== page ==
One-Year Prospective Study of Plasma Biomarkers From CNS in Patients With Mild Traumatic Brain Injury
Peer reviewed, Journal article
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Original versionFrontiers in Neurology. 2021, 12, 1-17. 10.3389/fneur.2021.643743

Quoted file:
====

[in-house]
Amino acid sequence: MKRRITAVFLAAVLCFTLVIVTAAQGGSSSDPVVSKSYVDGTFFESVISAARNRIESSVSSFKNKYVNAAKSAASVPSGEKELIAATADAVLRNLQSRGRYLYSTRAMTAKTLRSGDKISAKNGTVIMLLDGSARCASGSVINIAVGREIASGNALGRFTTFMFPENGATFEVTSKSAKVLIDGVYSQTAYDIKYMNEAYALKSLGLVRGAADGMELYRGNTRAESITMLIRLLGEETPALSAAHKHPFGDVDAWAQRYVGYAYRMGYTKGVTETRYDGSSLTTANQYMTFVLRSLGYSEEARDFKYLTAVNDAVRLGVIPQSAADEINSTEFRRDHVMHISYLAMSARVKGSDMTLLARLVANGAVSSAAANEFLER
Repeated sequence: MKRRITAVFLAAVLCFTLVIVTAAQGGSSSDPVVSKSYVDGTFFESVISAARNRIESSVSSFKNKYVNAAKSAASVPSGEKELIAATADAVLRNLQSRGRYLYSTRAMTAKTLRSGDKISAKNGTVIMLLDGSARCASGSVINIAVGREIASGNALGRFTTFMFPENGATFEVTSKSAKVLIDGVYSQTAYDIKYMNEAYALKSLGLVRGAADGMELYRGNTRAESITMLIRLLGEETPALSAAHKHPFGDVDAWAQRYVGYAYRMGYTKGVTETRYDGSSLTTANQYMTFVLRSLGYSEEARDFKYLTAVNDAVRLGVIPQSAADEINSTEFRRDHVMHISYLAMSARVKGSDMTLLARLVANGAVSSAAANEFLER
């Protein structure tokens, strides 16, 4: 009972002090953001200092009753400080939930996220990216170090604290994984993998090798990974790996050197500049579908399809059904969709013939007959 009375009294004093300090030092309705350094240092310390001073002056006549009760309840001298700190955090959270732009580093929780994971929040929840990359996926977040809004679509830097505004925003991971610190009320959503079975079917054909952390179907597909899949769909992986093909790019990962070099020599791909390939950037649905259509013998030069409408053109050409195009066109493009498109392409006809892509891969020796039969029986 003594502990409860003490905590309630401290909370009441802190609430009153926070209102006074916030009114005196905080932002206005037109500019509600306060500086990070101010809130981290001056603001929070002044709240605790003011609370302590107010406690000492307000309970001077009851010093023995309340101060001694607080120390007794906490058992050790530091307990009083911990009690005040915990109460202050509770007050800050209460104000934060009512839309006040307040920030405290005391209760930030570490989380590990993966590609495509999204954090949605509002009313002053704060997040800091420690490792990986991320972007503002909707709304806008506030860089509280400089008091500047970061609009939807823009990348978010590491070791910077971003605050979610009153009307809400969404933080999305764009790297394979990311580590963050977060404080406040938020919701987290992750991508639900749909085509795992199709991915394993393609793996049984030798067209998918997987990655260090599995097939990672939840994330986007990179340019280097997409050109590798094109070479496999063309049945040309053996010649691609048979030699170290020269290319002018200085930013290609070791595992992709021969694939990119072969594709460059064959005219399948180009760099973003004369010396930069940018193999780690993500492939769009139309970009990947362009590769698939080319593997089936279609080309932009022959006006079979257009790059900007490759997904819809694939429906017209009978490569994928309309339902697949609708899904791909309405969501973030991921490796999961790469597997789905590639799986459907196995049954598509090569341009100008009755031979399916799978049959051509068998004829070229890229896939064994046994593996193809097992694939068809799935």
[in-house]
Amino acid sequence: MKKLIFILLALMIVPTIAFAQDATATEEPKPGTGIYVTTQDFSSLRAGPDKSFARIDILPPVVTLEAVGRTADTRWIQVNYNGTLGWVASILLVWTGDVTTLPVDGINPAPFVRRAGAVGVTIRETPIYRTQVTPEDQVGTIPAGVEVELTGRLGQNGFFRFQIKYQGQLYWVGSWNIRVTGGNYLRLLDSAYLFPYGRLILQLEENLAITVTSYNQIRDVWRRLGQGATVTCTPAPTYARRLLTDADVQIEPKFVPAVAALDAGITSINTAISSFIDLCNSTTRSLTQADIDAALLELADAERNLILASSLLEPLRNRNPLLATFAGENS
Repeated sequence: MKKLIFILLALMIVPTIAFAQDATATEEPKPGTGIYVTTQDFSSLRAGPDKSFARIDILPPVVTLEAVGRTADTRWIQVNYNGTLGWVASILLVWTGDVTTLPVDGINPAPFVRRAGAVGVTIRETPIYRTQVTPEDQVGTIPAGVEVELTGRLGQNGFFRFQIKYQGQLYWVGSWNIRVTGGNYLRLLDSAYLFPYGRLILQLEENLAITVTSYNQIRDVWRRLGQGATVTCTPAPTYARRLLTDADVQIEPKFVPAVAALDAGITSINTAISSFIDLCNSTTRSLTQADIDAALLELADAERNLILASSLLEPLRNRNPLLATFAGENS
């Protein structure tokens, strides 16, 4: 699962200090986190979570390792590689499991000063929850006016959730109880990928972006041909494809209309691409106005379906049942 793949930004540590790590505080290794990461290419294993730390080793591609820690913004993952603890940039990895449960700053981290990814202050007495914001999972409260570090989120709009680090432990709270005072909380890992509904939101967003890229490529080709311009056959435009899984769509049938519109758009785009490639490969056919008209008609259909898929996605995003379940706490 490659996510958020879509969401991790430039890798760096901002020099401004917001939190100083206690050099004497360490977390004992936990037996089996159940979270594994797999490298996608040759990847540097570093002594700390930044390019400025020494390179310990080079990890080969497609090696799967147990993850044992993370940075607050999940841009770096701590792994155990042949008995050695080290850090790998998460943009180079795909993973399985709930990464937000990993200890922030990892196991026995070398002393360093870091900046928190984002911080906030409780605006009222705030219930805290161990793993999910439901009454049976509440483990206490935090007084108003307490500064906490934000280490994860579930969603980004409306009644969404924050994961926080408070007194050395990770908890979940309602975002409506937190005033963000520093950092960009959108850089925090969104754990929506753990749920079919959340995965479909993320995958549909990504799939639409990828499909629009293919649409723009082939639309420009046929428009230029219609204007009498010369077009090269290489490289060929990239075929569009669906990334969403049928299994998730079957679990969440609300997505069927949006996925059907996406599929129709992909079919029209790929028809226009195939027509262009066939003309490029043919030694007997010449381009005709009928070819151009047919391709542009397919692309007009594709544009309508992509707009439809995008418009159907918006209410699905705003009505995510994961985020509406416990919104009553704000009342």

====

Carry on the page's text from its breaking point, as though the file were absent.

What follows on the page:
Objective: To investigate the longitudinal evolution of three blood biomarkers: neurofilament light (NFL), glial fibrillary acidic protein (GFAP) and tau, in out-patients and hospitalized patients with mild traumatic brain injury (mTBI) compared to controls, along with their associations—in patients—with clinical injury characteristics and demographic variables, and ability to discriminate patients with mTBI from controls. Methods: A longitudinal observation study including 207 patients with mTBI, 84 age and sex-matched community controls (CCs) and 52 trauma controls (TCs). Blood samples were collected at 5 timepoints: acute (<24 h), 72 h (24–72 h post-injury), 2 weeks, 3 and 12 months. Injury-related, clinical and demographic variables were obtained at inclusion and brain MRI within 72 h. Results: Plasma GFAP and tau were most elevated acutely and NFL at 2 weeks and 3 months. The group of patients with mTBI and concurrent other somatic injuries (mTBI+) had the highest elevation in all biomarkers across time points, and were more likely to be victims of traffic accidents and violence. All biomarkers were positively associated with traumatic intracranial findings on MRI obtained within 72 h. Glial fibrillary acidic protein and NFL levels were associated with Glasgow Coma Scale (GCS) score and presence of other somatic injuries. Acute GFAP concentrations showed the highest discriminability between patients and controls with an Area Under the Curve (AUC) of 0.92. Acute tau and 2-week NFL concentrations showed moderate discriminability (AUC = 0.70 and AUC = 0.75, respectively). Tau showed high discriminability between mTBI+ and TCs (AUC = 0.80). Conclusions: The association of plasma NFL with traumatic intracranial MRI findings, together with its later peak, could reflect ongoing secondary injury or repair mechanisms, allowing for a protracted diagnostic time window. Patients experiencing both mTBI and other injuries appear to be a subgroup with greater neural injury, differing from both the mTBI without other injuries and from both control groups. Acute GFAP concentrations showed the highest discriminability between patients and controls, were highly associated with intracranial traumatic injury, and showed the largest elevations compared to controls at the acute timepoint, suggesting it to be the most clinically useful plasma biomarker of primary CNS injury in mTBI.